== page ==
Some savvy consumers increasingly view the resale space as an investment opportunity, and platforms are adapting accordingly.
Despite pandemic-driven economic insecurity, resale boomed in 2020 and into 2021. A ThredUp study highlighted that there were over 33 million new buyers in resale during 2020 and 76% of those new buyers planned to increase their spend in the space over the next five years. While some consumers use resale for a more sustainable or cheaper way to stock their closets, others are increasingly using second-hand purchases as a new form of investment, carefully purchasing appreciating styles. In turn, resale retailers across both the luxury and collectible spaces are continuing their investment in site features and customer services to create consumer trust, as more people depend on resale platforms to make a big sale.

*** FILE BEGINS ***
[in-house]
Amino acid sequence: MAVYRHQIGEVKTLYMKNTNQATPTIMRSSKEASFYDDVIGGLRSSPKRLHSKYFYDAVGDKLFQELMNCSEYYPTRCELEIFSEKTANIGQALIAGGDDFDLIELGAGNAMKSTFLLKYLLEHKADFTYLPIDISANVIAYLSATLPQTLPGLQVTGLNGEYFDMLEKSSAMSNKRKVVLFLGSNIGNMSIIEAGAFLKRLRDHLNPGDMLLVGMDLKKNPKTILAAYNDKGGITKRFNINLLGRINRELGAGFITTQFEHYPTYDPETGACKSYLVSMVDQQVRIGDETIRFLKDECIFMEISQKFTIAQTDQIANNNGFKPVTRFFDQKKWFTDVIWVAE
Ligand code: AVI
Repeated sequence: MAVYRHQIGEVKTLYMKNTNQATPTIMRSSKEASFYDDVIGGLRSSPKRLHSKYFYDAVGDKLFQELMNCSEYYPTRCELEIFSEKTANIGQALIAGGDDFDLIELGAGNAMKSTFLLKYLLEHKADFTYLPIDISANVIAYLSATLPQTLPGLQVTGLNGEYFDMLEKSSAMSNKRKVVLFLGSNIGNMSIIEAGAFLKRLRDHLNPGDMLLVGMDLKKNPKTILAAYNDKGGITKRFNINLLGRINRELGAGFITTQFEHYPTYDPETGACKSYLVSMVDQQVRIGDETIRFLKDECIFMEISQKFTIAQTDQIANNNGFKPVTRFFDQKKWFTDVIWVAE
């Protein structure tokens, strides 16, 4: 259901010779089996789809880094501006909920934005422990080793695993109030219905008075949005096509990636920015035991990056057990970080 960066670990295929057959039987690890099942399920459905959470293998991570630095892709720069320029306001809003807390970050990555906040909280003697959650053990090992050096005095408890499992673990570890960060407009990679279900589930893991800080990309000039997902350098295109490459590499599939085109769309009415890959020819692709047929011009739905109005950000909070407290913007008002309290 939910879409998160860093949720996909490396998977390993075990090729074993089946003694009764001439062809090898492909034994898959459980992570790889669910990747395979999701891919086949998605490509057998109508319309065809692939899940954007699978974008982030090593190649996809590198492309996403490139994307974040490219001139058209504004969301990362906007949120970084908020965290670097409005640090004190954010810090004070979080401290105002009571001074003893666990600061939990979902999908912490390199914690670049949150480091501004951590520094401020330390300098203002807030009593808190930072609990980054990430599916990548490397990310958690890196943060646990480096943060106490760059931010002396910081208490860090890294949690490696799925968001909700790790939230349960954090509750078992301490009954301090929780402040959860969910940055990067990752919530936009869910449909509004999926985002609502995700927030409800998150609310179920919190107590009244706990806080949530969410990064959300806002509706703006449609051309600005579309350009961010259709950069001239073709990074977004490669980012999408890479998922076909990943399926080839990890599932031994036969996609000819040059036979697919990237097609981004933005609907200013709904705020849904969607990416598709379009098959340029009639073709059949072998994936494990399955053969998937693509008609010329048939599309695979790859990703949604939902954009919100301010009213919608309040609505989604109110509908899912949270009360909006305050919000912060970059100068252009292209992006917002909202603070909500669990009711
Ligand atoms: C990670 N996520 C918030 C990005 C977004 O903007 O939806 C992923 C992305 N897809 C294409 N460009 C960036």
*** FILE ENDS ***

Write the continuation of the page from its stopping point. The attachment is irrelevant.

When Sarah Davis founded Fashionphile in 1999, consumers used the luxury accessory resale platform as a way to acquire “heirloom pieces,” according to Davis, that could be passed down from generation to generation. However, consumers are now holding onto pieces for less time and considering resale value (rather than more romantic ideals) before purchasing, said Davis.
“[Resale value] was not, 20 years ago, part of the mentality around buying a Louis Vuitton bag or a Chanel backpack,” said Davis. “Today, that is absolutely something that our customers are asking about.”
Unlike the old adage of a new car losing value the second you drive it off the lot, some classic handbags at Fashionphile have instead consistently increased in value year-over-year. The Chanel Classic Flap’s resale price increased an average of $2,100 across the bag’s three sizes from 2018 to 2021.
The retailer also regularly sells handbags above their original listing prices. This month, the retailer sold a Himalaya Birkin for $225,000, a record. Meanwhile, the brand’s average sale price of the style has increased 32.7% from 2018 to 2021 year-to-date.